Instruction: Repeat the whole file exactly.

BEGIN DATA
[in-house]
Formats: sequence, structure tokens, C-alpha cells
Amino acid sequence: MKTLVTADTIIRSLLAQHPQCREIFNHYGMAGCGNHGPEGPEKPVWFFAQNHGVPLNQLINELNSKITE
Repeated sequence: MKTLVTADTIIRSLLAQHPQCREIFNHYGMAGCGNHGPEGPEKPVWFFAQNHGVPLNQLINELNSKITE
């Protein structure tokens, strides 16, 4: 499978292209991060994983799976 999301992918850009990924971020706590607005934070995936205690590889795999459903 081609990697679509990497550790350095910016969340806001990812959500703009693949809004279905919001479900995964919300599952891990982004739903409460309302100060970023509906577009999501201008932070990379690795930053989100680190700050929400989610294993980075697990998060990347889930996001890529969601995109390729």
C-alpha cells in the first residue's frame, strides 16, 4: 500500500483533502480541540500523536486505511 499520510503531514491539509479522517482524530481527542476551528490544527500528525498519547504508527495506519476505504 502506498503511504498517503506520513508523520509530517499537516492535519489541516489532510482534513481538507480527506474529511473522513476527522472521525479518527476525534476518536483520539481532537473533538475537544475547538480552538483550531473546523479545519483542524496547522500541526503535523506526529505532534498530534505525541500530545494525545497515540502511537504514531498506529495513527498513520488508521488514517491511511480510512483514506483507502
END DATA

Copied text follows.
[in-house]
Formats: sequence, structure tokens, C-alpha cells
Amino acid sequence: MKTLVTADTIIRSLLAQHPQCREIFNHYGMAGCGNHGPEGPEKPVWFFAQNHGVPLNQLINELNSKITE
Repeated sequence: MKTLVTADTIIRSLLAQHPQCREIFNHYGMAGCGNHGPEGPEKPVWFFAQNHGVPLNQLINELNSKITE
């Protein structure tokens, strides 16, 4: 499978292209991060994983799976 999301992918850009990924971020706590607005934070995936205690590889795999459903 081609990697679509990497550790350095910016969340806001990812959500703009693949809004279905919001479900995964919300599952891990982004739903409460309302100060970023509906577009999501201008932070990379690795930053989100680190700050929400989610294993980075697990998060990347889930996001890529969601995109390729």
C-alpha cells in the first residue's frame, strides 16, 4: 500500500483533502480541540500523536486505511 499520510503531514491539509479522517482524530481527542476551528490544527500528525498519547504508527495506519476505504 502506498503511504498517503506520513508523520509530517499537516492535519489541516489532510482534513481538507480527506474529511473522513476527522472521525479518527476525534476518536483520539481532537473533538475537544475547538480552538483550531473546523479545519483542524496547522500541526503535523506526529505532534498530534505525541500530545494525545497515540502511537504514531498506529495513527498513520488508521488514517491511511480510512483514506483507502